With the Government seeing fit to make HM Revenue and Customs a payer of benefits (pension credit etc.) as well as a collector of taxes, it is no wonder that people are becoming confused as to which sources of income are taxable and which are not. It is particularly confusing for pensioners, who receive pensions, annuity income and various sorts of investment income.
Here is a short guide on what income is taxable and what income is not. Whilst it covers the most usual sources of income, it is not a complete list.
There are many other benefits, both means-tested and not means-tested. Some are taxable and some are not. If you receive a benefit and are not sure whether it is taxable or not, consult HM Revenue and Customs..
There are also quite complex rules in some cases (especially as relates to rental income) as to how the taxable amount is calculated, so just knowing that something is or is not taxable is often of little use in knowing what figure to put on the tax return.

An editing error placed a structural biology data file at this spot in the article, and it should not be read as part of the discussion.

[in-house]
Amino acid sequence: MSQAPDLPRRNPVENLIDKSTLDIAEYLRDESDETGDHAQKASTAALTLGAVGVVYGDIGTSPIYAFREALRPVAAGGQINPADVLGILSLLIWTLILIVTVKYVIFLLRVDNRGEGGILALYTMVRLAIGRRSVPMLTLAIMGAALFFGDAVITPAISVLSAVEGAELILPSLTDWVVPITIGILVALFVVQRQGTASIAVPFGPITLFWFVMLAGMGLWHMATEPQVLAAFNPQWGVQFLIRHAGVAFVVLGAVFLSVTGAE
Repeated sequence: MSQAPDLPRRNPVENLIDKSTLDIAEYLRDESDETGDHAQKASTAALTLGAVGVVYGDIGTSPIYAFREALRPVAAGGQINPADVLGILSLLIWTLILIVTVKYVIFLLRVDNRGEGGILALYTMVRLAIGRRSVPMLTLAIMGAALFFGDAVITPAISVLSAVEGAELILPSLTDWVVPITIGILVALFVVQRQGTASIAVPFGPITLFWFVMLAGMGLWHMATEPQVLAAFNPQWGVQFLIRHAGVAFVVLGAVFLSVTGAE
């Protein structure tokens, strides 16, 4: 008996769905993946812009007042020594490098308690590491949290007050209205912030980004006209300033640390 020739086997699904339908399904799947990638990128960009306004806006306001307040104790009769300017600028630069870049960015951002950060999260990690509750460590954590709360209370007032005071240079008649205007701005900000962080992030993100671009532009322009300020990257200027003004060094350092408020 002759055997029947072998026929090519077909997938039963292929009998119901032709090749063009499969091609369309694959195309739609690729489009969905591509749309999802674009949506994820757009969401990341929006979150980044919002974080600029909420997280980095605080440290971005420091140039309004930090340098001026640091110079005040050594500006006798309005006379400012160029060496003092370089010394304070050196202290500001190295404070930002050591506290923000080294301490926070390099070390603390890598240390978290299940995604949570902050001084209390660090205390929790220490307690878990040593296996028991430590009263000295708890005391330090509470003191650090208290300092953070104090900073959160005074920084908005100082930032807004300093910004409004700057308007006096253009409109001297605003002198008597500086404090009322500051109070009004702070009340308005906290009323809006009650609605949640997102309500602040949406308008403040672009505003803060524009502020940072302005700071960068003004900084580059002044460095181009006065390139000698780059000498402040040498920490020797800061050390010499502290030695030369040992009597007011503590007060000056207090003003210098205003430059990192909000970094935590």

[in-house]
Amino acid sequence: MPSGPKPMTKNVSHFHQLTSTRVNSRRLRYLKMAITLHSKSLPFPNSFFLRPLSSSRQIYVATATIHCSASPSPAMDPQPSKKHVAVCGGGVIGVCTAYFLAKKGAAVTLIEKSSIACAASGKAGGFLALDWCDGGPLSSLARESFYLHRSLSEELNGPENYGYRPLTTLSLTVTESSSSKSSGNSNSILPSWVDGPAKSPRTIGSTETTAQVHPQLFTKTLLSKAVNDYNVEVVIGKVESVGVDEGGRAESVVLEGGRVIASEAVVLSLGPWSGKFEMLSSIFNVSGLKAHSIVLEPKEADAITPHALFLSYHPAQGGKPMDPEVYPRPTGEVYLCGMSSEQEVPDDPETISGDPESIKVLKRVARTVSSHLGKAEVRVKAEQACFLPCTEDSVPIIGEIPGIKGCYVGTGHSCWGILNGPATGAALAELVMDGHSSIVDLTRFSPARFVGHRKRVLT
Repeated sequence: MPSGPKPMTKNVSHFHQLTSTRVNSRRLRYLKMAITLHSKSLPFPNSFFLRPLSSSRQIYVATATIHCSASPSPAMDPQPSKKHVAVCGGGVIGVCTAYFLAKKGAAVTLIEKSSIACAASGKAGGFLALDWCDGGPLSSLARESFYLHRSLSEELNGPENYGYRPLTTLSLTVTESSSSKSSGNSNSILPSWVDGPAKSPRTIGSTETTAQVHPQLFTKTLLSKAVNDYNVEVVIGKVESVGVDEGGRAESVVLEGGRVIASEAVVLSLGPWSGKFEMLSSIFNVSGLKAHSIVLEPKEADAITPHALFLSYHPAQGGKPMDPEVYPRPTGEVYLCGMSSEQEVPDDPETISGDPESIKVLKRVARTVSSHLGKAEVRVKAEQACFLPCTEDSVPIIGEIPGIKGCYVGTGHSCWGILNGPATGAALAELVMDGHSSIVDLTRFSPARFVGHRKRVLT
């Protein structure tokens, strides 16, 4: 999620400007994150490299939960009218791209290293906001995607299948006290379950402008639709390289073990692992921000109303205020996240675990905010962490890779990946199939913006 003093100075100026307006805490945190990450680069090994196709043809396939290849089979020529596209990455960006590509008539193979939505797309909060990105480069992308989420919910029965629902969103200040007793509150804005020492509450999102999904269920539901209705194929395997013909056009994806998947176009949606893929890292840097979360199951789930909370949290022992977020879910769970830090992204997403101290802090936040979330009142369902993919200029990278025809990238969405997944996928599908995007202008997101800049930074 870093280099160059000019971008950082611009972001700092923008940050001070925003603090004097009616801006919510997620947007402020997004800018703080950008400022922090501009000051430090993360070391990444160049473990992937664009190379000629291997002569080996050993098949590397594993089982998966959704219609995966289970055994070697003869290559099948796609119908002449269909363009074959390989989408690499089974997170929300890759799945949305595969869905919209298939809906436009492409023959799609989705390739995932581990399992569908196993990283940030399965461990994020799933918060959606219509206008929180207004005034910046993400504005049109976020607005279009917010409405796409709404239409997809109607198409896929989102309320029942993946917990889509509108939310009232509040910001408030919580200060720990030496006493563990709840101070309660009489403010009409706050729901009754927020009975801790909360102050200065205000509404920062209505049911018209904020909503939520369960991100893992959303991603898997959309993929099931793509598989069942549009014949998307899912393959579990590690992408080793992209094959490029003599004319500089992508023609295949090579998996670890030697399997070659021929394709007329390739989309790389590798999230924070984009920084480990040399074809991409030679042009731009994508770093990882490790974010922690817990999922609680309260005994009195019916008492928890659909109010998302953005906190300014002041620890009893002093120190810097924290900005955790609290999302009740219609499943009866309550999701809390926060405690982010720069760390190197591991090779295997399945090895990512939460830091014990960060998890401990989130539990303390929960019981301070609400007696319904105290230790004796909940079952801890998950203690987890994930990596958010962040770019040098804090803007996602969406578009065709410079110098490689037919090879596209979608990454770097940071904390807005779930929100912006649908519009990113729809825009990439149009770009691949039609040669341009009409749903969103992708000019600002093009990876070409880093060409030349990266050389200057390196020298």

Following changes to the pensions regime which came in in 2015, the taxation of pensions has become considerably more complex, although the taking of 25% of the pension fund as a lump-sum is tax-free.
Many pensioners do not receive tax returns and therefore have no way of knowing whether they are paying too much or too little in income tax. However, the responsibility for making sure that the tax paid is correct lies completely with the taxpayer under the self-assessment system. If you have any doubts as to whether your tax affairs are correct or not, contact us.